6. Adjust the current while the motors are running. This is a favorite way for users of RAMPS and similar boards to destroy plug-in drivers. But it won't work on the Duets, because the current it set in firmware and it is safe to change it while the motors are powered.

Score so far: 2/10. So far you've made only a feeble attempt to destroy your Duet.

Methods that might work, or only impact some functions of your Duet ¶ 

  1. Reverse the VIN power connections. Preferably, use an old-fashioned unregulated power supply - basically just a transformer, bridge rectifier and smoothing capacitor - without any form of current limiting. That should guarantee that you at least fry all the stepper drivers. Don't be tempted to do this using a modern switching power supply, because these generally have foldback current limiting - the lower the output voltage, the more the current is limited - so the current may be too low to fry the drivers. Remember, there are 5 drivers connected across the VIN supply, which will share the current. You need to supply enough current to fry all of them together. Even if you do fry the stepper drivers, you probably won't fry much else, because the 5V regulator is protected by a diode. Stepper driver chips can be replaced, so although frying them all is a good start, it's not a way to completely write-off your Duet.
  2. Disconnect stepper motors when VIN power is applied and the motors have been powered up. If you do this a very many times, you might possibly destroy the stepper motor driver chip, although the TMC2660 drivers are quite tough and I failed to destroy any drivers when I last tried this, even using 24V VIN and motor currents set to 2.4A. You could be a little more subtle by having a bad crimp connection in your stepper motor cable instead of blatantly disconnecting motors while they are under power. But you will need to do this on all 5 stepper driver outputs if you want to destroy all the drivers.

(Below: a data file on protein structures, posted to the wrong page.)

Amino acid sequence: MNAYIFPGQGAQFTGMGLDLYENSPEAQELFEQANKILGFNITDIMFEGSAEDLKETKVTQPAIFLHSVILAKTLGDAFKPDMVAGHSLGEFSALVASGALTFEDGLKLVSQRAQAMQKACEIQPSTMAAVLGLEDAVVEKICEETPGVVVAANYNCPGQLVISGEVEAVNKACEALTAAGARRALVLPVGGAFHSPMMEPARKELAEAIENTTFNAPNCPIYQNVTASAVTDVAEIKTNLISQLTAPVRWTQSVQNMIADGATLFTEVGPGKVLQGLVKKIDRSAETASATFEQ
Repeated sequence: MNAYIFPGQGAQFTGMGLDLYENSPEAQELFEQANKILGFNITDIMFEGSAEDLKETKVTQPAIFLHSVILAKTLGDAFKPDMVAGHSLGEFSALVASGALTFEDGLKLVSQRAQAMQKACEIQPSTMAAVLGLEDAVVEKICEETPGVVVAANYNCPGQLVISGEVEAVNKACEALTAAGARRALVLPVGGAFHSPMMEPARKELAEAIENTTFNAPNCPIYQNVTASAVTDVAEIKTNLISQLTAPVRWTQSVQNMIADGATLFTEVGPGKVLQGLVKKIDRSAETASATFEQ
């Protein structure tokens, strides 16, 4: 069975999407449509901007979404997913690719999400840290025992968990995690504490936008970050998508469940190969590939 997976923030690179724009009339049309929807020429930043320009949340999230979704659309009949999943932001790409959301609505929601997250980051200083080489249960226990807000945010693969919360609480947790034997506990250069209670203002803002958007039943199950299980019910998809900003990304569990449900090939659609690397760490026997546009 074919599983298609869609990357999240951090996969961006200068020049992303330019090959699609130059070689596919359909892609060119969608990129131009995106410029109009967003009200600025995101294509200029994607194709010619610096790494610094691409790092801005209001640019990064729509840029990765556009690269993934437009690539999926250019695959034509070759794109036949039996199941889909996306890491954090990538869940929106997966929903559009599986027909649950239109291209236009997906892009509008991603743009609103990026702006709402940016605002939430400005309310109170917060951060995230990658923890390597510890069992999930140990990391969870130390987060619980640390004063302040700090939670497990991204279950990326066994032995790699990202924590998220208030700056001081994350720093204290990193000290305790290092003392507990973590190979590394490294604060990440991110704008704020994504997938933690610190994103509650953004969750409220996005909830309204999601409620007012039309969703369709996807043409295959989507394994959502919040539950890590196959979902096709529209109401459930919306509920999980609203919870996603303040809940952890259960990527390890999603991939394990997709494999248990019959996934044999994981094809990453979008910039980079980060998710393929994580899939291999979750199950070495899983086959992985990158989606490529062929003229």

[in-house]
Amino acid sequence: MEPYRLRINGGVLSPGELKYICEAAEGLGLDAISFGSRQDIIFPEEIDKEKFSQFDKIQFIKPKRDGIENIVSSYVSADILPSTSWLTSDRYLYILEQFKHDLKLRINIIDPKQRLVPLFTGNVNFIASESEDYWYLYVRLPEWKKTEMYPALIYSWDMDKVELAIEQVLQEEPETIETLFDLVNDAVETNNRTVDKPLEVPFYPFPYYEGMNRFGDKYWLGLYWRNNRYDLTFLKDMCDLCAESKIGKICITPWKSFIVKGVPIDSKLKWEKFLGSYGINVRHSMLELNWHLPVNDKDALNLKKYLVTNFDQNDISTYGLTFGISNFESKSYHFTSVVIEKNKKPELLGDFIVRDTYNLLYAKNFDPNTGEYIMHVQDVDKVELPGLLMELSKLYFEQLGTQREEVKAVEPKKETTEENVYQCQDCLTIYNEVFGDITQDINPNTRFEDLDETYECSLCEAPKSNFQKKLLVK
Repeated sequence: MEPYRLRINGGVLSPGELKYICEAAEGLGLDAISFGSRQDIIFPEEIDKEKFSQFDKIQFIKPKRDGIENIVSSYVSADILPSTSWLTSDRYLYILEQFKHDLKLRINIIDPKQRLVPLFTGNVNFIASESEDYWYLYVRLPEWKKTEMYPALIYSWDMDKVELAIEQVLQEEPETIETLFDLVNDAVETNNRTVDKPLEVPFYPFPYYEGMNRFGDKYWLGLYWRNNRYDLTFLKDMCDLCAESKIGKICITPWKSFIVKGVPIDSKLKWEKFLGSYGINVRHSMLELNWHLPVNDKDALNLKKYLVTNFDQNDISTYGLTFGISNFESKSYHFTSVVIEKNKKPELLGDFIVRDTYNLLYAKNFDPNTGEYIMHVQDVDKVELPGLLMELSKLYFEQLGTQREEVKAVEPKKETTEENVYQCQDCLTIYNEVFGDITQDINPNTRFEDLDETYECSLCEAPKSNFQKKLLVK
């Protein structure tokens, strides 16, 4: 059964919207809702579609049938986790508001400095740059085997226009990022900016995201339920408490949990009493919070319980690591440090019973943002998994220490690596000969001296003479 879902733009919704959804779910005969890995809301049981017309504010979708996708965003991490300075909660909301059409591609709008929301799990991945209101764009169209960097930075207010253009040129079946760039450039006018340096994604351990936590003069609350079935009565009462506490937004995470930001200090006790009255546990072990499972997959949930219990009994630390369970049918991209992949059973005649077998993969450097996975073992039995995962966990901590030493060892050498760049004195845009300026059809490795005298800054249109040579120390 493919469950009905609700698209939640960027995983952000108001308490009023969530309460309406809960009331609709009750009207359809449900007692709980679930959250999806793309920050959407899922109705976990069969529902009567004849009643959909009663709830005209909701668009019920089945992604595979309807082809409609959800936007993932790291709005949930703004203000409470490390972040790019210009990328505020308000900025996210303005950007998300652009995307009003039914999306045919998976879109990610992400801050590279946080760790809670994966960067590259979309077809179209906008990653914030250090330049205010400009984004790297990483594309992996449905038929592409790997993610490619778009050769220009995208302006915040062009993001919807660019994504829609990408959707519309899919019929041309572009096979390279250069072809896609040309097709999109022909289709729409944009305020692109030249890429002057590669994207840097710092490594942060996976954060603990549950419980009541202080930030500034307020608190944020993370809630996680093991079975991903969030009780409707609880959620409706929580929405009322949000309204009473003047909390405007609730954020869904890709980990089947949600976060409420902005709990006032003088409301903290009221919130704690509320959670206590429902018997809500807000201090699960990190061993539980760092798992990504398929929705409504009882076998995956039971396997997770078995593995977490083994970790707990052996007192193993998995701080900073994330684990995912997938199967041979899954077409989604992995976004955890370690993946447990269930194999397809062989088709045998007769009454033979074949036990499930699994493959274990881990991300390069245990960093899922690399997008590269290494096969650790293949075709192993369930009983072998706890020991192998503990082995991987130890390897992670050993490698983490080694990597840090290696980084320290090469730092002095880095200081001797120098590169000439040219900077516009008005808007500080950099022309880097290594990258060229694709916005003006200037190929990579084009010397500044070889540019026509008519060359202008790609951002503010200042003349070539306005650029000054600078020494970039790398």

3. Apply more than the recommended 25V to your Duet WiFi or Duet Ethernet. The TMC2660 stepper driver chips are rated at 30V when passing current. So you could try cranking up the voltage to 36V or so in order to fry all of them at once. But it turns out that the drivers have a higher rating (60V) when not passing current. The Duet's power monitor checks the VIN voltage every millisecond, and if it detects more than 29V it turns the drivers off. So to use this method, you need to start with a voltage that is within the permitted range (10V to 29V) so that the firmware turns the drivers on, then ramp it up to well over 30V in less than a millisecond so that the firmware doesn't have a chance to turn the drivers off before the damage is done. If you fail to achieve this, then as a consolation prize you may be able to make most of the electrolytic capacitors explode if you apply more voltage to VIN than their rated 35V.

Score so far: 5/10. You've maybe destroyed some or all of your stepper driver chips, but the microcontroller is probably still talking to you. Must try harder.

Methods that are very likely to write-off your Duet ¶ 

  1. Short +3.3V to +12V or +24V. This is quite tricky to achieve if you want to make it look like an accident. However, if you are using a 3.3V Z probe such as the mini IR sensor, then you have a 3.3V power wire going to the hot end. So you could 'accidentally' mis-wire your hot end to swap a heater or fan wire with the 3.3V supply to the Z probe, and hey presto you have fed 12V or 24V into the 3.3V power rail. Several devices run from 3.3V including the SAM4 processor and the WiFi module. Even better, excessive voltage on the 3.3V rail will back-feed into the 5V rail too, so you will destroy even more chips, and with luck the backlight inverter on your TFT panel too if you have one. A board with so many component failures is uneconomic to repair. Only a very small number of Duet users have managed to achieve this, so you will be joining a select group.
  2. If all else fails, use a blowtorch or a chainsaw.

Score: 10/10 if you managed to produce blue smoke, otherwise 8/10.